The ship is a maze of rooms and spaces for everything, including equipment, general quarters (work stations), private sleeping quarters, lounges, recreation areas, meeting rooms, and dining (or mess).
As we file in, Cpt. Meyers hopes we haven’t lost anybody.
“Someone’s still looking at the propeller down there,” said Meyers.
In response, a member of the tour group jokes, “I was dropping peanuts along the way, so we find our way back.”
For a quiet place to continue talking about the ship, the captain has led us to the wardroom, which not so long ago was one of numerous open, unmarked spaces.
“If you were here two, two-and-a-half years ago, there were no frame numbers. There were no labels. In some cases, there were no doors. You would just walk into an empty area,” said Meyers, before detailing the impressive way the dozen or so craftsmen in the shipyard pull the new construction together.
“You’ll see a whole bunch of people just running around with cans of spray paint, different colors,” Meyers said of the fabrication markers. “They’ll come in and just put an X or they’ll put a circle, or they’ll put an arrow, or they’ll put a line, they’ll put three dots; and it means something to the people who’ll come in behind them and put a foundation down.”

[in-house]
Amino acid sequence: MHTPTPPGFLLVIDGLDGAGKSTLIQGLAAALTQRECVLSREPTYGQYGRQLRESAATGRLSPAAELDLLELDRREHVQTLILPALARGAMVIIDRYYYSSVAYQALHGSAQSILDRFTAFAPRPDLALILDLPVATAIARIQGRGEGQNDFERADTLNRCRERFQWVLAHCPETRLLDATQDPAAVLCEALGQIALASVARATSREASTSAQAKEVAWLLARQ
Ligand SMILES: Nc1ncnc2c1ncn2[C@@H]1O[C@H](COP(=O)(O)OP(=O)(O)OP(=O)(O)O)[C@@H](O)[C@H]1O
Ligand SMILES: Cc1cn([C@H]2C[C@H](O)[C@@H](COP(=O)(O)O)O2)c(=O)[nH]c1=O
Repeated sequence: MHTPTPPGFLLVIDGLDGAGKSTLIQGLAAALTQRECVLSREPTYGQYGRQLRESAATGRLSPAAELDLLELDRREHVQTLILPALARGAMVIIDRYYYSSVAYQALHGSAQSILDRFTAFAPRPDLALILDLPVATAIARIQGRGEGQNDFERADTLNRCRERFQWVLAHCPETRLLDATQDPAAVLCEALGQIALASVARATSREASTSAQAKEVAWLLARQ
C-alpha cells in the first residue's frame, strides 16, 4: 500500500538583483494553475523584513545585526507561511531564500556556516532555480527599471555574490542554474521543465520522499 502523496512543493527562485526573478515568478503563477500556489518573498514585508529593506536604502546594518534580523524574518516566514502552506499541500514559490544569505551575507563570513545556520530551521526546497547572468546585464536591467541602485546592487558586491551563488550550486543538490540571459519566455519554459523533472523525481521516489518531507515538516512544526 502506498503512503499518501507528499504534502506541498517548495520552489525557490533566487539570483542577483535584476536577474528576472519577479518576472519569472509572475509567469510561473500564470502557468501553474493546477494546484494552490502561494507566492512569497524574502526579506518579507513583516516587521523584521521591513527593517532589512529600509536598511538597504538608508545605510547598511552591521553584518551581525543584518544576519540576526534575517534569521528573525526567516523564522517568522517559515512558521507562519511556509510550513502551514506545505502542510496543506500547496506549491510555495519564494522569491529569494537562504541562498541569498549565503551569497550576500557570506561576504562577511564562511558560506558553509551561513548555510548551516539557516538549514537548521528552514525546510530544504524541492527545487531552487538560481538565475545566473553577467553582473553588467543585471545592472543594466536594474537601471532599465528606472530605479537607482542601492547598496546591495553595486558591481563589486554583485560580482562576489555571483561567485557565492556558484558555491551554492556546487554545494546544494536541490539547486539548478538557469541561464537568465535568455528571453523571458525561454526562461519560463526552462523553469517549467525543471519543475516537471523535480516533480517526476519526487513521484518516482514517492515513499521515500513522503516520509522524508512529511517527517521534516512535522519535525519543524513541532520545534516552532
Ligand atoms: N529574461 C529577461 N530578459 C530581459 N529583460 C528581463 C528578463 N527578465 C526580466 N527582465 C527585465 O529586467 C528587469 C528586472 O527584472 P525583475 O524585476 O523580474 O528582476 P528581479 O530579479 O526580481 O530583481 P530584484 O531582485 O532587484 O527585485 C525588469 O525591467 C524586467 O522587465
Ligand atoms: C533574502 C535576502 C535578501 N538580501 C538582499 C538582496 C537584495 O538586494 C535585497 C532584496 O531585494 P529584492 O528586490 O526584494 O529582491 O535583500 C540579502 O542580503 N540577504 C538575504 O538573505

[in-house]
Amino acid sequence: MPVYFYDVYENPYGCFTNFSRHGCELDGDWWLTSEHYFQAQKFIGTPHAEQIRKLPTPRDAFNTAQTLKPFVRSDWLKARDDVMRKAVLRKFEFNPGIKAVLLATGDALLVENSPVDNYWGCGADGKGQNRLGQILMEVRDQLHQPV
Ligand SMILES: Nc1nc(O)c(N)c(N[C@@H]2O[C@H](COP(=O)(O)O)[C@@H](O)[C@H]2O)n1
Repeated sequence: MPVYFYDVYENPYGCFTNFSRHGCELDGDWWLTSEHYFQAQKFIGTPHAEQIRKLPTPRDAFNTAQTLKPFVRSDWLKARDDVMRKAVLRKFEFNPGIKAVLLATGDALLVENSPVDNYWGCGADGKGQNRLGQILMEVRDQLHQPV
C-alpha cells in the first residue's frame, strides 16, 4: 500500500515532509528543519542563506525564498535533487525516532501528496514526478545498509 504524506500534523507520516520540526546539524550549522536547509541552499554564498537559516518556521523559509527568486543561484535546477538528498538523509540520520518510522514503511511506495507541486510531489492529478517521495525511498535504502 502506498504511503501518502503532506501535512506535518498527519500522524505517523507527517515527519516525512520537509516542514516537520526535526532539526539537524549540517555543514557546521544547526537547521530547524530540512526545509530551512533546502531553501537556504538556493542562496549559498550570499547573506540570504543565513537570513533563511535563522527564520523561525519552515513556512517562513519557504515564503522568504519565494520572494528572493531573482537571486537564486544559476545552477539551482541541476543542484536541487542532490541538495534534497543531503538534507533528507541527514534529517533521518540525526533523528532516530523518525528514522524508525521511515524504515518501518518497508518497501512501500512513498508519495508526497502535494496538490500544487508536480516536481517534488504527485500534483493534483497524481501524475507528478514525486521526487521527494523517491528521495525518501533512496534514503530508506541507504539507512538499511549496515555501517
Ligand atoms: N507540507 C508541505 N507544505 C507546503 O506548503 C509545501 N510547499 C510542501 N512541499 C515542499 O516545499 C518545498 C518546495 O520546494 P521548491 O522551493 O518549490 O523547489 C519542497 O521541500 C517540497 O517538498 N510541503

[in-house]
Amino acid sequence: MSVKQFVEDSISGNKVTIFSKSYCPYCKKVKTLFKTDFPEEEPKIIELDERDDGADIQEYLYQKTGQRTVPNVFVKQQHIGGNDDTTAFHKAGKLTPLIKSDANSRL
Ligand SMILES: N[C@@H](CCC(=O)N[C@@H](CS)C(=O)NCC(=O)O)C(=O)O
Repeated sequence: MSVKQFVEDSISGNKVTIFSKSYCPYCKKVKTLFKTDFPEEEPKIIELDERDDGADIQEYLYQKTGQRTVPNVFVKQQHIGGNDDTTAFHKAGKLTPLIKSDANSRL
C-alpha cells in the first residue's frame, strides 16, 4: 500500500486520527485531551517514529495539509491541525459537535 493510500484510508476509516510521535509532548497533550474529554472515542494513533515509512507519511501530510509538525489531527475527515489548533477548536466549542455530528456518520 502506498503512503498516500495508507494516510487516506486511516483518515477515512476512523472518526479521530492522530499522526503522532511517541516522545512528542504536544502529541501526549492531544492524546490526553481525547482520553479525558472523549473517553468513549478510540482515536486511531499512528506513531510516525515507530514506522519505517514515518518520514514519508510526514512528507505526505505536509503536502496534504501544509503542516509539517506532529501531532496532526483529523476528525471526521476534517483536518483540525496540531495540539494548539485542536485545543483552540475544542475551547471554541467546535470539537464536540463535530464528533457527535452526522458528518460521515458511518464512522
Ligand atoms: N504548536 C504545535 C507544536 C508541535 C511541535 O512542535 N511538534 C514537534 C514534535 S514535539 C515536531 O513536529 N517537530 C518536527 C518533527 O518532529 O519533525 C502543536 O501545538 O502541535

This is an indication that every aspect of the ship has been carefully measured, from the spot for each bolt and bracket to the location of bulkheads and ventilation ducting.
At this point, the ship’s construction is complete. But, the future USS Tripoli will remain in dry dock through at least the end of the month for what’s known as the “fit and finish” phase.
In our next installment, we’ll learn a little more about the ship, its crew and operations.